The title of this post is taken from the old expression “being gay is harder than being black. You don’t have to tell your mother you’re black.” I’m sure there are arguments on both sides, but it’s still clear that telling your parents you’re gay is a miserable moment for a lot of people. That was made very clear on this week’s episode of Project Runway. And the moment was heart-rending.
Project Runway is a favorite show of mine. This season, the finalists were cut down to four, three men (all gay) and one woman. The real killer of the show, however, is that, while all four get to design a collection for New York Fashion Week, only three actually get to show it. One of the four is eliminated in the semifinal.
One the the four finalists was Michael Costello, a young man who had taken a lot of abuse from the other contestants during the season for his lack of patterning skills but had still managed to prevail in the judge’s eyes. He gradually won over the other contestants with his warmth and sincerity and by this semi-final episode was well accepted. Michael has a young son we saw during the season, and a couple times he made references to a woman as “i would date her” so it wasn’t completely obvious if Michael was gay or straight — until the semi-final episode when Tim Gunn goes to visit the contestants and checks out their progress. In that show, the audience meets Michael’s life partner who explains that Michael’s parents have only become supportive of him since he got on the show. Prior to that they kept insisting that he leave his partner, give up fashion designing, come home to their (Italian Catholic) household, get a job and marry a woman (which he had done in the past, producing his son).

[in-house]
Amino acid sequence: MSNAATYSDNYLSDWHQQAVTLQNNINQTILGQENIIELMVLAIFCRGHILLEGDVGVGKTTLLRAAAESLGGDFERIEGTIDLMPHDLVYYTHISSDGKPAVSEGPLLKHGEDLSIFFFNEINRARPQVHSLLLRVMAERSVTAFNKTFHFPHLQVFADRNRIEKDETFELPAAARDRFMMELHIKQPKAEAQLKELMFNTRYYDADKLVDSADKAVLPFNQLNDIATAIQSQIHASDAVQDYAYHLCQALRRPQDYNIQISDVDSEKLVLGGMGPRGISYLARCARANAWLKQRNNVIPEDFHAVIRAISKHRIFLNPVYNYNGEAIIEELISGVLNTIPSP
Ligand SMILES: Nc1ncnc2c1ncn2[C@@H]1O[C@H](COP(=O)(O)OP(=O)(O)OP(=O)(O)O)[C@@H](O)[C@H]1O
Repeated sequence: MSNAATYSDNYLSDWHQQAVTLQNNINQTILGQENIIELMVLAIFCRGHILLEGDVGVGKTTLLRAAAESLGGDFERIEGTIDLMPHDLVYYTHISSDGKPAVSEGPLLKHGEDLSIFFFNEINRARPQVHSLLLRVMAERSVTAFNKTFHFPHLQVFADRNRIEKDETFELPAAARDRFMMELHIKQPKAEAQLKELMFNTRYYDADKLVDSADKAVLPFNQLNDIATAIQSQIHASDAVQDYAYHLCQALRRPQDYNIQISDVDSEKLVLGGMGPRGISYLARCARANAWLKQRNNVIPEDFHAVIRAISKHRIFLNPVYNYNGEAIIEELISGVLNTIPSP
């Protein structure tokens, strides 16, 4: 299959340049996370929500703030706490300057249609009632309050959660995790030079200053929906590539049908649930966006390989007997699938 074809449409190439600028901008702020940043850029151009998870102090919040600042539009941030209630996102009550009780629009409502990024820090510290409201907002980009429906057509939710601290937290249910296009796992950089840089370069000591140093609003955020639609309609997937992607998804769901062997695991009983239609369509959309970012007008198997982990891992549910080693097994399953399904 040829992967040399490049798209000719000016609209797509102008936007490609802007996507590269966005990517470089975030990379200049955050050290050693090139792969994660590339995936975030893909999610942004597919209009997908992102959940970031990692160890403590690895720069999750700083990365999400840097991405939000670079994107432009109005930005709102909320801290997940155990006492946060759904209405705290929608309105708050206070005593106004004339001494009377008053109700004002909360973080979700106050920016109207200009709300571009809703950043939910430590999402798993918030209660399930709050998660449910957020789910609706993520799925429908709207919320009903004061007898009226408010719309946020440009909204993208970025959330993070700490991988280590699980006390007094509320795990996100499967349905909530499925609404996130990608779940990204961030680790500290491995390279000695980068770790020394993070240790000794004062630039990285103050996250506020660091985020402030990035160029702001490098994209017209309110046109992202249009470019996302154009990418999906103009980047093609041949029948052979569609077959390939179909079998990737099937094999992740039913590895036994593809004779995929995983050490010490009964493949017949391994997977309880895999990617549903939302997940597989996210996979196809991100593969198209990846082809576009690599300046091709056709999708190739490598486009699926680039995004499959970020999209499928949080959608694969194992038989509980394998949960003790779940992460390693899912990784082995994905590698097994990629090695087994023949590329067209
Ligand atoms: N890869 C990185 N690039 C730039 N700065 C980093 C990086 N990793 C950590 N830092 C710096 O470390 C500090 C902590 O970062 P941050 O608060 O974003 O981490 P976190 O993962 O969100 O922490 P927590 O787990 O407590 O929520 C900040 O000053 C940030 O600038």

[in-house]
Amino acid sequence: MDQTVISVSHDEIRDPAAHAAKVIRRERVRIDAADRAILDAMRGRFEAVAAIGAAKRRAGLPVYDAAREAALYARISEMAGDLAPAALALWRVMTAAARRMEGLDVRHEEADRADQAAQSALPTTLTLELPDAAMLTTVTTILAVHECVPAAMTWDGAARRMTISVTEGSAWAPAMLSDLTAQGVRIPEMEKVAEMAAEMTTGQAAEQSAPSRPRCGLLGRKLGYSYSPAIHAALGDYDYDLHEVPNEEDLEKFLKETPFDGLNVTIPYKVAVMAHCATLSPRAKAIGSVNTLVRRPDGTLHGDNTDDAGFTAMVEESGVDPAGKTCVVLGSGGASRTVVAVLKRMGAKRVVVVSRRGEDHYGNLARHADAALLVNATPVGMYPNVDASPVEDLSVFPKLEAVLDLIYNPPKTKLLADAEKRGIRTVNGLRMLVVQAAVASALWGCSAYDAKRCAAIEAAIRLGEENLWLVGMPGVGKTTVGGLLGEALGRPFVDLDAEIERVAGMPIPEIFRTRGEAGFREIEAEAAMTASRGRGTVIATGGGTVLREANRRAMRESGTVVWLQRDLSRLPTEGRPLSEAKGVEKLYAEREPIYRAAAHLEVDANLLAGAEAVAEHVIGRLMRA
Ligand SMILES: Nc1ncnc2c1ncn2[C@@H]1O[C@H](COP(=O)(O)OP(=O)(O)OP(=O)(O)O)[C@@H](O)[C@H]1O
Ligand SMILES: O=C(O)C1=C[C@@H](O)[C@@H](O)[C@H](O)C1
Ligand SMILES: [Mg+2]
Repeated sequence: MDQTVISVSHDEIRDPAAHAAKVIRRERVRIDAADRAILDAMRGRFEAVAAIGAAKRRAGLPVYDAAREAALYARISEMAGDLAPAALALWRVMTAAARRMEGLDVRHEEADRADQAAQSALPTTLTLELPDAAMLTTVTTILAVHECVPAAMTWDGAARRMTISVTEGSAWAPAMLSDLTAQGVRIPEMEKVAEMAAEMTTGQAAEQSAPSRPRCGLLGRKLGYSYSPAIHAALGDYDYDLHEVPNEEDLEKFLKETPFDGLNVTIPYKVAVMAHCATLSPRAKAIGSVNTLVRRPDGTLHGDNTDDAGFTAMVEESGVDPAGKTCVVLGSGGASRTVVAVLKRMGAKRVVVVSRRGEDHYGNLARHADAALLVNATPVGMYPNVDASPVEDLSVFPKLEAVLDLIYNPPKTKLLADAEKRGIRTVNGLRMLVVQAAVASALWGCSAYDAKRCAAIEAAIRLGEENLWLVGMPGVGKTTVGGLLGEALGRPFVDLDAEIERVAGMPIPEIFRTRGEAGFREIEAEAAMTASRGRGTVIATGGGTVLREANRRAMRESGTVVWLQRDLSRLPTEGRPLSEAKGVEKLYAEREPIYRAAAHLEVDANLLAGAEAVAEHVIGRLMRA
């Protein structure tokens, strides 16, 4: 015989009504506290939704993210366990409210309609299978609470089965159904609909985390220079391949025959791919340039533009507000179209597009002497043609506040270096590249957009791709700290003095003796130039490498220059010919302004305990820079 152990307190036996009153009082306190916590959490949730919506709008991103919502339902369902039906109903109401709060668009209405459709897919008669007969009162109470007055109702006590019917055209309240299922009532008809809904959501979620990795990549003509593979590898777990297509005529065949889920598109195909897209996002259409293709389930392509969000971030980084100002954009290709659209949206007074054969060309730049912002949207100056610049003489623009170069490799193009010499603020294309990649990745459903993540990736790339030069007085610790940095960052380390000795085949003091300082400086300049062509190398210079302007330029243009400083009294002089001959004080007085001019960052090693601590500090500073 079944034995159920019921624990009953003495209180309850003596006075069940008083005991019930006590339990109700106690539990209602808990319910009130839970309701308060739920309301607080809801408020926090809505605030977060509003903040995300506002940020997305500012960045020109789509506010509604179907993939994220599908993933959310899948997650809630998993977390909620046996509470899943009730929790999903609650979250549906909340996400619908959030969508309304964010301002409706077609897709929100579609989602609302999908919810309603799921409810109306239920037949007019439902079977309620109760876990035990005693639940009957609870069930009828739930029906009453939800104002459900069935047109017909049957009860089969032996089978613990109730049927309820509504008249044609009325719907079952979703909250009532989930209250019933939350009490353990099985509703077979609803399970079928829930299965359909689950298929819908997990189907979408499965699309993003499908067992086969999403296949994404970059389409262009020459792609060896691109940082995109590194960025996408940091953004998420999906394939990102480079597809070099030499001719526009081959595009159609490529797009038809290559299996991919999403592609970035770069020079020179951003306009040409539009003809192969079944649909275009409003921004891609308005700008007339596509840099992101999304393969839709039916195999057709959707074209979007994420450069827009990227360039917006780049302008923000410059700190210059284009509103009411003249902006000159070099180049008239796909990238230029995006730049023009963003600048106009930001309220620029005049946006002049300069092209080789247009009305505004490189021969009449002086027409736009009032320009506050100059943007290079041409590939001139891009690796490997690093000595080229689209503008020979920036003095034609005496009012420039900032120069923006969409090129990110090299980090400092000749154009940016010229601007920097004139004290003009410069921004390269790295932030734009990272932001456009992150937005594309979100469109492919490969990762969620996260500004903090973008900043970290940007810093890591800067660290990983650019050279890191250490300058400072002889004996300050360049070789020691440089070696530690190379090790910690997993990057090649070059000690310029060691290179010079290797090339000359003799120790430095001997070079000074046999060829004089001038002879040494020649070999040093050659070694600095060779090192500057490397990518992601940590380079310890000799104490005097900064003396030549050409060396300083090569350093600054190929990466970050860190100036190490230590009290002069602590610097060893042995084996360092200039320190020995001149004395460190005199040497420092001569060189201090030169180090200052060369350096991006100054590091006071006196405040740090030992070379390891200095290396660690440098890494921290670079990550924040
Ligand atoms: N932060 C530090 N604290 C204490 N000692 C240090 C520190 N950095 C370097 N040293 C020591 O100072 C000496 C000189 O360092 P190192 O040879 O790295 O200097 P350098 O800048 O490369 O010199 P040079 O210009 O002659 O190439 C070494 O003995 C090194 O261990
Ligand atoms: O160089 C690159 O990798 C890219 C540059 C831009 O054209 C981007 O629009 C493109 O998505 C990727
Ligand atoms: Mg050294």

Sadly, Michael was the contestant eliminated in the semi-final (Personally, i thought it should be Gretchen but that’s not what happened). The man was devastated. He broke down in tears. Why? Because he didn’t get to show his collection? No. Because now his parents would say “I told you so” and insist that he come home. Even though he had come in fourth among thousands of applicants, they would still not consider him a winner.
I know how hard it must be for parents to give up their ideas of “how it’s supposed to be”, especially when the way it is seems to defy strongly held religious beliefs. But if God is Love, then surely these moments have a clear message. In light of The Trevor Project and all the young people who suffer because of other people’s expectations, parents and family have a special responsibility to not make their lives harder. “It gets better” should be a message all parents hold dear. And i hope Michael Costello knows that their are millions of people around the world who are very proud of him.